I’m no geologist but I can’t help myself when I come across a pretty piece of pearly white quartz or a silver-flecked hunk of granite. I scoop ‘em up without hesitation. I end up carrying home piles of rocks.
Rocks rock. It’s a fact. It’s science. Did you know we’ve got a billion-year-old clock here in Colorado Springs, and it’s made of rock?
It’s actually an outdoor geology lesson… a series of layers of different types of rock. These can happen naturally, like the stony layers in the Grand Canyon.
Or they can be built by people.
Ours was built in 1907, and looks a like a giant, sliced-open layer cake—if the cake had ten flavors and each flavor was instead several tons of rock.
As with a lot of things around the Pikes Peak region, the column has its origins with Colorado Springs’ founder William Jackson Palmer. He hired Edmond van Diest to oversee Monument Valley Park’s construction, and van Diest brought on Colorado College geology professor George Finley to create the outdoor geology lesson.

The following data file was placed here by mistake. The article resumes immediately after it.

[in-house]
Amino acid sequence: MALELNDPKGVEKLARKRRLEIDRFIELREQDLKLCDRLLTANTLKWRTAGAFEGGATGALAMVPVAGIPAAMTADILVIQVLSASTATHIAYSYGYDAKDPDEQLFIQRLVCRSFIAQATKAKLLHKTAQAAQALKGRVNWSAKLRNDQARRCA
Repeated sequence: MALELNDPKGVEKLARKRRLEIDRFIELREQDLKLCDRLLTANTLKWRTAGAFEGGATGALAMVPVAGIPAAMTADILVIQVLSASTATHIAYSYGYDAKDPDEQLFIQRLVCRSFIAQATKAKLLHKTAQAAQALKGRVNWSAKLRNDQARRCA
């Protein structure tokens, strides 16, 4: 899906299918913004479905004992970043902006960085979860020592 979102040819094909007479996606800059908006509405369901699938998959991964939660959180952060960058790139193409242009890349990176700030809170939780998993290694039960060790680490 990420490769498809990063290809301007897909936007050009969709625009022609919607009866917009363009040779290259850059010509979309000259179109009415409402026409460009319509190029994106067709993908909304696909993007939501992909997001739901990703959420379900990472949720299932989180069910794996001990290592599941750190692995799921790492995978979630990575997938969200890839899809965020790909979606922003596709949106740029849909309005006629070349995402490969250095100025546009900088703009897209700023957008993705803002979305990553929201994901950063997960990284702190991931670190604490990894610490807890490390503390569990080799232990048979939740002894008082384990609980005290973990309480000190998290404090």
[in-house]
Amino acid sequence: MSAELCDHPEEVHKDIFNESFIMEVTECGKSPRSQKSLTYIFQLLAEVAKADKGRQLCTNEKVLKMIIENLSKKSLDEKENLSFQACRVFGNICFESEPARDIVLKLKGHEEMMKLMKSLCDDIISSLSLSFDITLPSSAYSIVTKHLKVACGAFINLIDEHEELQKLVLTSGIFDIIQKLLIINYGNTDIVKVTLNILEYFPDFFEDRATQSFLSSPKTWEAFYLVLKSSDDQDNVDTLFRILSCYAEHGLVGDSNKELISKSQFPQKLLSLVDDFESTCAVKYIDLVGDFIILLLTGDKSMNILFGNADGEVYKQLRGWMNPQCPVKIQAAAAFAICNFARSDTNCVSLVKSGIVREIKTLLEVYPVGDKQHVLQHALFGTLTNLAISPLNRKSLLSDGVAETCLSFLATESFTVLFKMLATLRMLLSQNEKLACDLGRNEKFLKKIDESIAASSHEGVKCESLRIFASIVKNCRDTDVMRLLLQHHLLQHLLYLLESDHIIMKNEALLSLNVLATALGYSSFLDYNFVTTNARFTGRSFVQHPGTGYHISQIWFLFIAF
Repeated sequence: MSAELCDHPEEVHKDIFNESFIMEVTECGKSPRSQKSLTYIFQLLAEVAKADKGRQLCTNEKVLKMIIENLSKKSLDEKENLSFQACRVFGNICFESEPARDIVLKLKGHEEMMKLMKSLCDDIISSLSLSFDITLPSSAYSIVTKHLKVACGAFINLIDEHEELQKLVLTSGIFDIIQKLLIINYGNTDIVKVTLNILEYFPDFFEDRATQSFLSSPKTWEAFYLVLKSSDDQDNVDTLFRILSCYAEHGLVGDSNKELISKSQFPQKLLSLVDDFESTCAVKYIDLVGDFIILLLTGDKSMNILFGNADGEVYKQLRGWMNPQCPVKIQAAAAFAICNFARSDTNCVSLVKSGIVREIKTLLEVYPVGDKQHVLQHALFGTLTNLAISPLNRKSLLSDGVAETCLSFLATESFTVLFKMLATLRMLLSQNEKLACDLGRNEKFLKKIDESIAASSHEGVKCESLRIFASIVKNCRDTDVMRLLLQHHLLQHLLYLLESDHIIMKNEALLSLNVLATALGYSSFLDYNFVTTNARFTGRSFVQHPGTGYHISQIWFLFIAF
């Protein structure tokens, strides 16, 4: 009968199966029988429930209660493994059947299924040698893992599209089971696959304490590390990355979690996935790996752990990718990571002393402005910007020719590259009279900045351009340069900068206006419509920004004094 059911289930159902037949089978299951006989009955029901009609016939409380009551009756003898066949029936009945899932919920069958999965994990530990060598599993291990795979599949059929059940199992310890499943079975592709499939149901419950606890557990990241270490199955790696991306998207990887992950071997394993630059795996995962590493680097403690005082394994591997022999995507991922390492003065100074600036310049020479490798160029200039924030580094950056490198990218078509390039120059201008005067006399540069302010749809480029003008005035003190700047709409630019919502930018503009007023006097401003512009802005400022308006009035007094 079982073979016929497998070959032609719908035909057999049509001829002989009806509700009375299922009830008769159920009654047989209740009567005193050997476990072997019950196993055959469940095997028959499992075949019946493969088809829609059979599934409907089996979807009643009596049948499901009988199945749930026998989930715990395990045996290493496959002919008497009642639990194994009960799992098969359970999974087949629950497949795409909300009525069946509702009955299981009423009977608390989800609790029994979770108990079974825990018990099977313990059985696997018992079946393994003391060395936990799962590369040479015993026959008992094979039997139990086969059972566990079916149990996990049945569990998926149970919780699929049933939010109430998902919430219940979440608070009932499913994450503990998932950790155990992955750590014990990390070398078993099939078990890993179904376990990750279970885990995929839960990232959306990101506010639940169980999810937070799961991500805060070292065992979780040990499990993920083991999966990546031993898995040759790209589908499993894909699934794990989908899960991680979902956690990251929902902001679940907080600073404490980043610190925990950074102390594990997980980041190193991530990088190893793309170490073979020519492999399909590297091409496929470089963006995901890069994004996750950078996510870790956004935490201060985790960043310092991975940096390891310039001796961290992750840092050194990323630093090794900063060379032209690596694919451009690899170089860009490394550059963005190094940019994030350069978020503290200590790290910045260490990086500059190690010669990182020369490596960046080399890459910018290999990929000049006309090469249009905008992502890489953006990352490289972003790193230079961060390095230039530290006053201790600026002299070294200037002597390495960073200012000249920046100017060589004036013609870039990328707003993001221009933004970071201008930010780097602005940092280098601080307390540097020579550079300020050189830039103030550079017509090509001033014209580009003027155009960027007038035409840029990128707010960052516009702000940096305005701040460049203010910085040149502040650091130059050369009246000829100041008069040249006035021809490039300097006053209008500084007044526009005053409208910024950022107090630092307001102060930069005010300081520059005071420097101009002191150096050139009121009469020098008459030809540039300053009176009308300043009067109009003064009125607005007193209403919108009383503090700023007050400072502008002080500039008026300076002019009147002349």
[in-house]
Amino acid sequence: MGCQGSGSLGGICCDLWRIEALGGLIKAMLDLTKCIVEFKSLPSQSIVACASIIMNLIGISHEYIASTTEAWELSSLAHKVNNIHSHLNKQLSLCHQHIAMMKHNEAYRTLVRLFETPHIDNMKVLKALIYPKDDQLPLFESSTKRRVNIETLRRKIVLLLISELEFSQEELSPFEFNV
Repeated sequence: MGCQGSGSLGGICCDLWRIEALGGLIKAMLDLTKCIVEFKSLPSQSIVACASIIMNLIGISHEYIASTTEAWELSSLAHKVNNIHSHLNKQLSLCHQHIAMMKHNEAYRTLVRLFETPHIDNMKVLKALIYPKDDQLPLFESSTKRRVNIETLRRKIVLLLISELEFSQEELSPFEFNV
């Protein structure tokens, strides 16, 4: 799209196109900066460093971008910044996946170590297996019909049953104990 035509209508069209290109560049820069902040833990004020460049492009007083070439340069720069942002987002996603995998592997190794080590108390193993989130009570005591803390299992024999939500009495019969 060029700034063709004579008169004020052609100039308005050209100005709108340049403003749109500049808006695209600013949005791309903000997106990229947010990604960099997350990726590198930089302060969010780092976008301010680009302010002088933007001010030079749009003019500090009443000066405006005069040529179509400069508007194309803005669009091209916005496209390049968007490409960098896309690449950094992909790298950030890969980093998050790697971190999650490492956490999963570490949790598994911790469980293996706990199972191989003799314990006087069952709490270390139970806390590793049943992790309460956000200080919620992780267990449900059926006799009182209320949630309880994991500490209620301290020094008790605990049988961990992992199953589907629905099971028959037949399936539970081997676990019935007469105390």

The first layer is Pikes Peak Granite. It’s over a billion years old. At that time there were no plants or animals, the Earth’s land was one enormous supercontinent known as Rodinia, and the planet spun so fast the days were only 18 hours long.
The fifth layer is Lyons Sandstone. It’s 275 million years old, and is the same rock that makes up the spines and spires of the Garden of the Gods.
This is our deep history, our deepest history, and it is awesome to think about.
Until our next mountainside chat — be good, be well, and no matter what, climb on.